Pregnancy Whether you are currently pregnant or are thinking about becoming pregnant, you should understand the basics of the Pregnancy Discrimination Act. This Act was created to help protect the rights of working mothers. Here are five important things that you should know about it: 1. It’s illegal for you to be denied a job because you are or could become pregnant. If you apply for a job and are fully able to perform the job, it is illegal for an employer to not hire you simply because you are or could become pregnant. 2. Pregnant employees must be permitted to work as long as they are able to do their job. If you can still perform your job, it’s illegal for your employer to tell you that you must begin your leave. You are entitled to work until you are no longer able to do your job or until you choose to take your leave. 3. Employers must treat your pregnancy just as they would treat standard injuries or illnesses. Always take a look at your company’s policy regarding injury and illness. If your company requires a doctor’s note for absences caused by illness, make sure that you have a note for them in regards to your illness. After recovering for a time, if your company requires a doctor’s release in order for you to come back to work, have that ready. Your company must treat your pregnancy (and any illness or injury that may come with it) exactly as they would treat an illness or injury leave of any other employee. – Read More “5 Things You Should Know About the Pregnancy Discrimination Act”

Gender Discrimination and Paternity Leave in New York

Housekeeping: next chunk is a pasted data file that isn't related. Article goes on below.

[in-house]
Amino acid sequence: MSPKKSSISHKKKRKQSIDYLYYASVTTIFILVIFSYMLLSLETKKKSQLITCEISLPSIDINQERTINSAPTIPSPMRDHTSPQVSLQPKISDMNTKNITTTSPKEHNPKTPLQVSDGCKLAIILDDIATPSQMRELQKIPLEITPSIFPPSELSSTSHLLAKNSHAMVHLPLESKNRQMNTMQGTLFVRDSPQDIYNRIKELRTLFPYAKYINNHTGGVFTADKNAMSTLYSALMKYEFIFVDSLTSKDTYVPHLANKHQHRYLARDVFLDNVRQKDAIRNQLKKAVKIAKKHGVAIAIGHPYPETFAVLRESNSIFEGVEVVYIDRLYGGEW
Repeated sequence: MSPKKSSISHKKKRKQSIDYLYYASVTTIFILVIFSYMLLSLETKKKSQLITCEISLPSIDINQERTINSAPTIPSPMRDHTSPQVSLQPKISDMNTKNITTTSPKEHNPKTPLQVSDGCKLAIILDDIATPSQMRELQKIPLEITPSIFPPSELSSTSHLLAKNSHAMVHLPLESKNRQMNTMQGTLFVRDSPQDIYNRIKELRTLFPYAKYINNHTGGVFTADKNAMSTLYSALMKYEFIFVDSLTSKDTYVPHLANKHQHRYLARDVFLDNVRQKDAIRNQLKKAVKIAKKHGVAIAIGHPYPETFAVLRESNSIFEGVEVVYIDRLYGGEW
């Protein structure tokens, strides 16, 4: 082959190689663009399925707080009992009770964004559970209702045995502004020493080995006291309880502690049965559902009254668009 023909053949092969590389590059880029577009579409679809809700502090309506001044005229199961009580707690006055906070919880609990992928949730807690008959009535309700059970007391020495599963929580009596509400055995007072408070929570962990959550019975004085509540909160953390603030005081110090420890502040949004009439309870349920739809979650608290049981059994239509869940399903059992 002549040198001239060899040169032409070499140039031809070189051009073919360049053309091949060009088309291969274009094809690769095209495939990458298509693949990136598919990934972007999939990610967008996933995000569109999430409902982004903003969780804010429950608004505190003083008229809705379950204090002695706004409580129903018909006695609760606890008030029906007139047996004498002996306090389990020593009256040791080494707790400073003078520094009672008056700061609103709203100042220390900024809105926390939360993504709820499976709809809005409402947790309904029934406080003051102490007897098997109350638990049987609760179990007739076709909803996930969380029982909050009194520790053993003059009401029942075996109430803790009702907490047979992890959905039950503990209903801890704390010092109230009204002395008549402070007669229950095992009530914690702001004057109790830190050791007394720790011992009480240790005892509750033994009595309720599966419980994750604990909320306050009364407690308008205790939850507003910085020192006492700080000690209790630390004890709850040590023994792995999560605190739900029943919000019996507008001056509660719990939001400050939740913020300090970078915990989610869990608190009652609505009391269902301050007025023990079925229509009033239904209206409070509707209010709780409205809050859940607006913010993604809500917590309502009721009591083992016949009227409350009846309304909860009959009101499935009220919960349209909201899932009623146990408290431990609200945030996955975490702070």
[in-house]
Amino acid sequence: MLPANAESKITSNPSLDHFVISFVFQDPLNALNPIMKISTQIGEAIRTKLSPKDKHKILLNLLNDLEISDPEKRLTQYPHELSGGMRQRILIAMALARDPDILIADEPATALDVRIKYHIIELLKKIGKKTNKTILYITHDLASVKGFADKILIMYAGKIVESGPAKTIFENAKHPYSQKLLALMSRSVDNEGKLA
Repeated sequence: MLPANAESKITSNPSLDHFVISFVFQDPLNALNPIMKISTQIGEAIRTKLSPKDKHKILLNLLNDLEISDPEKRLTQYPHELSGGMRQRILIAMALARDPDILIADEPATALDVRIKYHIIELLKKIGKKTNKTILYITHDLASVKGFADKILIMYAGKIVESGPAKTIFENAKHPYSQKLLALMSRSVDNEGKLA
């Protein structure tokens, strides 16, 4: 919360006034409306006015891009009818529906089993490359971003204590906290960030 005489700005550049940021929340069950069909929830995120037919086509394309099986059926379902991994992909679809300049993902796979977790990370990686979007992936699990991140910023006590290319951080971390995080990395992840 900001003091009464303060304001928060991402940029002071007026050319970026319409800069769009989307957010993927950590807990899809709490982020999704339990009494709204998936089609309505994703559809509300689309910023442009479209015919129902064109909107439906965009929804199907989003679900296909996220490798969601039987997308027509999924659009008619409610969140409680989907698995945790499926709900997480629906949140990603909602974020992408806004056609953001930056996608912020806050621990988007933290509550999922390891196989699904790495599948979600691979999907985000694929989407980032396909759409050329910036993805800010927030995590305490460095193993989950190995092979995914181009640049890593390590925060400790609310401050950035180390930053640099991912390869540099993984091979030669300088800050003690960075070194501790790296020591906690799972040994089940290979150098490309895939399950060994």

father and son The birth of a child is a beautiful and stressful time. Because of the recovery time necessary after pregnancy, employers expect that a woman will remain on maternity leave for a time and plan ahead for that time. They may offer a reasonable amount of time for the woman to heal, care for, and bond with her new baby. Frequently, however, this same courtesy is not extended to new fathers, and in New York state, this is illegal for a couple of reasons. Paid Family Leave Effective January 1, 2018, Paid Family Leave is available for most employees working in New York. It provides job-protected paid time off so you can: Bond with your new child, Care for a sick relative, or Help out when a family member is deployed for active military service According to the NY.gov website, “During 2018, you can take up to eight weeks of Paid Family Leave and receive 50% of your average weekly wage (AWW), capped at 50% of the New York State Average Weekly Wage (SAWW). Your AWW is the average of your last eight weeks of pay prior to starting Paid Family Leave. The SAWW is updated annually.” Be aware that over the next several years, the percentage of weekly compensation and the number of weeks of leave will increase. The plan is to receive 55% with 10 weeks in 2019, 60% with 10 weeks in 2020, and 67% with 12 weeks in 2021. Gender Discrimination Gender discrimination is illegal, whether you’re male or female. – Read More “Gender Discrimination and Paternity Leave in New York”

What You Need and How to Apply for the Paid Family Leave Benefits Coming to New York in 2018

Family silhouette

A Brief Guide to the Pregnancy Discrimination Act (PDA)